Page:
David Brooks wrote what I thought of as one of his strangest editorials last month and I didn't get around to commenting on it. Titled "A Case of Mental Courage," it led off with a gruesome story about a woman about 200 years ago having a mastectomy without anesthesia. When I started the article, I thought he was going to go from that to how good health care is today, even for poor people. But noooo. He somehow gets from that to Larry Summers being virtuous in some way. I've read the article a couple of times and I still don't get it.
But Ed Crane, the president of the Cato Institute had a great response last week. I think he understood Brooks better than I did. His piece is short. Here's the last paragraph:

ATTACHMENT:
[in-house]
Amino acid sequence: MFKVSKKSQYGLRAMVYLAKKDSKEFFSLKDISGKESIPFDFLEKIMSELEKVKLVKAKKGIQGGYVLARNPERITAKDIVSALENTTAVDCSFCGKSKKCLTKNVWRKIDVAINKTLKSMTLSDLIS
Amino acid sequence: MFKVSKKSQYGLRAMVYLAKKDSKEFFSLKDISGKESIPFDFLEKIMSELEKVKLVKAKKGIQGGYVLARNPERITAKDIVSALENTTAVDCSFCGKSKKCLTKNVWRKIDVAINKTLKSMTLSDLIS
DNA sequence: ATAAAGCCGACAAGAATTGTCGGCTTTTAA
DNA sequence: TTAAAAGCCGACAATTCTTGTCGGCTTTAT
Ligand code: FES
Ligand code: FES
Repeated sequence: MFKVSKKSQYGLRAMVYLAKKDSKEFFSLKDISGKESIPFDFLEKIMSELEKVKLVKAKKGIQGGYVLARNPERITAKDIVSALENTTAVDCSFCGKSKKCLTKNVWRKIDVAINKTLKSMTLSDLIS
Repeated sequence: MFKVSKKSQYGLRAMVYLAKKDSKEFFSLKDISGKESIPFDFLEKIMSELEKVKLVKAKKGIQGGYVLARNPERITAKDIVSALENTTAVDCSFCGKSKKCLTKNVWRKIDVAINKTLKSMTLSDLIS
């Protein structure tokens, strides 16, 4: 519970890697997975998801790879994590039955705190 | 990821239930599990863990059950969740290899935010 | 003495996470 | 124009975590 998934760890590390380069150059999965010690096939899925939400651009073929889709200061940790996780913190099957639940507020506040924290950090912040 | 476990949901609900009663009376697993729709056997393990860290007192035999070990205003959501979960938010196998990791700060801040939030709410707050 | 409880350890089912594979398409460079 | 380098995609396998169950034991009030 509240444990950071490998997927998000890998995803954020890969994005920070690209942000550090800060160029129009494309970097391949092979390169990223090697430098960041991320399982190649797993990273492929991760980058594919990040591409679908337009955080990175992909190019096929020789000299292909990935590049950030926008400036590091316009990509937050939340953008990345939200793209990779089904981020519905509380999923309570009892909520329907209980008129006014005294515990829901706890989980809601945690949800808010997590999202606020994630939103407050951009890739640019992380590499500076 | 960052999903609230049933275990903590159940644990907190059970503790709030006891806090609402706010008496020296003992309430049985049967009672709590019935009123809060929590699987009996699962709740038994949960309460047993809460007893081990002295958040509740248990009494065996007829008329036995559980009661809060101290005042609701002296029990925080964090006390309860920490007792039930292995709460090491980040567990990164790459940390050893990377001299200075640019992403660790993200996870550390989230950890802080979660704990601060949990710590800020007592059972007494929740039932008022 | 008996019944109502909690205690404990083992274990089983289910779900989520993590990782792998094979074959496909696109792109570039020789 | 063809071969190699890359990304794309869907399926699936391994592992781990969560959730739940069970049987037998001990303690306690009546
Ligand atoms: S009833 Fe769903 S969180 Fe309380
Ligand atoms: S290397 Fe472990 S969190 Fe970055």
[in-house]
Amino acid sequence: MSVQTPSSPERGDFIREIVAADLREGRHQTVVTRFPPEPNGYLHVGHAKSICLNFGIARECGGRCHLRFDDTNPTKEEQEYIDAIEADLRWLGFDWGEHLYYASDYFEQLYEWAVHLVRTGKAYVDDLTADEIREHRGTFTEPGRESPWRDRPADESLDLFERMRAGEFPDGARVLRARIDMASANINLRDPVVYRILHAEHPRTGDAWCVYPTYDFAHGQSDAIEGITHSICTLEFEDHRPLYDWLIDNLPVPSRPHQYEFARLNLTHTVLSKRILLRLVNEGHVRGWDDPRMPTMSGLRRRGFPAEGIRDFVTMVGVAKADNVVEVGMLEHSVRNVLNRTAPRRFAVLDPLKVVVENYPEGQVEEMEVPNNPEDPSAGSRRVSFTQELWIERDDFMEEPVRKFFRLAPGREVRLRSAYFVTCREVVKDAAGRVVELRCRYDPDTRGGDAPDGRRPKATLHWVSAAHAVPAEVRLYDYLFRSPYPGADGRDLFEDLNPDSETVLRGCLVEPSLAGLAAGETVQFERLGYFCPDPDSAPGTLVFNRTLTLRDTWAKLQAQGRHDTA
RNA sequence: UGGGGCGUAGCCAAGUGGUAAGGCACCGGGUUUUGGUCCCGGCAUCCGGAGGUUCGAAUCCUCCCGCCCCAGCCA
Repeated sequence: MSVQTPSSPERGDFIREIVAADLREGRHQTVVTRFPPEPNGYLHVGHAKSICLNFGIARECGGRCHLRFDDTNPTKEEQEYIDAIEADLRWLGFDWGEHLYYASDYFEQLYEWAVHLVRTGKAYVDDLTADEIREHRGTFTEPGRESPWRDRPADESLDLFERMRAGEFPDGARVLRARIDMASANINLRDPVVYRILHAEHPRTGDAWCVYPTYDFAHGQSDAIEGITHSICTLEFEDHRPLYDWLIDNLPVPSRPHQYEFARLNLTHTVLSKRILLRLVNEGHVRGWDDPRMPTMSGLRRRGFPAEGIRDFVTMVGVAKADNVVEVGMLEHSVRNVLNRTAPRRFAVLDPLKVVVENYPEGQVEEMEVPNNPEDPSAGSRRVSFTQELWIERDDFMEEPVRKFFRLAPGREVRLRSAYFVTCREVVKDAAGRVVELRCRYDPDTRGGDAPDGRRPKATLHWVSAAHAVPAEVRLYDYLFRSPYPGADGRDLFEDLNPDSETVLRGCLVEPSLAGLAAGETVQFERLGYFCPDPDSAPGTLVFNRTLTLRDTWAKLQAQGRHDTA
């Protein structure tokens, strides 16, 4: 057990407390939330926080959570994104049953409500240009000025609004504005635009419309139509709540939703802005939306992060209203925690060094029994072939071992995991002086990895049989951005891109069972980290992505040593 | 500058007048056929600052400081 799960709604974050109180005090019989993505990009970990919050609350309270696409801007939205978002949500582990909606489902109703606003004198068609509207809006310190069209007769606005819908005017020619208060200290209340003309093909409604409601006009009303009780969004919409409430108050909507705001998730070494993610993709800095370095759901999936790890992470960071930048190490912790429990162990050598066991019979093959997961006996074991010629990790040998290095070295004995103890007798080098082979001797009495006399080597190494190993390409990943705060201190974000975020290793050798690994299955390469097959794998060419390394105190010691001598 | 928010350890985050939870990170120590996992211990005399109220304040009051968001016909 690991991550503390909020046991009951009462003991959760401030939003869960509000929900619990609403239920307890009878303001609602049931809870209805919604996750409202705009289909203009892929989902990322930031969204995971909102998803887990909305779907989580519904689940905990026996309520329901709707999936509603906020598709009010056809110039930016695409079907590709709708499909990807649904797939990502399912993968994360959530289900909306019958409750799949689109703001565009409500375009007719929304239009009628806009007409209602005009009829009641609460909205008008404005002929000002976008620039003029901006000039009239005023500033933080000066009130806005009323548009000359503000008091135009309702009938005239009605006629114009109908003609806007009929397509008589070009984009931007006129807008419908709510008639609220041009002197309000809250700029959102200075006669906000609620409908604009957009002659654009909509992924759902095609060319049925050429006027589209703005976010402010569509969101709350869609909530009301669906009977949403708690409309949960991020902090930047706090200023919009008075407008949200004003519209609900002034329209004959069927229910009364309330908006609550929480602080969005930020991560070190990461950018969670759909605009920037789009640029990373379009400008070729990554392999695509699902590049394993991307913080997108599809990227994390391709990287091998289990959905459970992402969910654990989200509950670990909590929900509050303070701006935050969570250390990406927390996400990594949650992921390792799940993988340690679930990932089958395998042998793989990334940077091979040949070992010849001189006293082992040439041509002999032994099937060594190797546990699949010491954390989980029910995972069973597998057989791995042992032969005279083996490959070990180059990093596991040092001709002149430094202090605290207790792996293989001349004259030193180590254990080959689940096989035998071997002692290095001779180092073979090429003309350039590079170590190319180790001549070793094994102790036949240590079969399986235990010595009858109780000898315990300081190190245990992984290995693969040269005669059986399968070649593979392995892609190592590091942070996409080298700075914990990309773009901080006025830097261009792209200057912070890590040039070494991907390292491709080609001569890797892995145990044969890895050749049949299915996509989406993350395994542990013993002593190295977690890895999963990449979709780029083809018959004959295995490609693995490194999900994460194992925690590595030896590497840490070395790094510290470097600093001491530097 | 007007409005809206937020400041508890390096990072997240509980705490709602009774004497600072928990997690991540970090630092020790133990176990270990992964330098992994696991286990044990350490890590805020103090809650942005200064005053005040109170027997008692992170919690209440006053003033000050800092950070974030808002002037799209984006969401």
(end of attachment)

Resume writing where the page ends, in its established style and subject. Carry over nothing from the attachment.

We should celebrate the fact that the pursuit of happiness is primarily an individualistic pursuit -- something that rubs against the grain of neoconservatism. Some years back, Brooks wrote, "ultimately American purpose can find its voice only in Washington...individual ambition and willpower are channeled into the cause of national greatness. And by making the nation great, individuals are able to join their narrow concerns to a larger national project." That philosophy, of course, was tried a couple of times in the 20th century and found a bit wanting. Especially if you count the tens of millions of human beings who died because of it. On the other hand, they did suffer.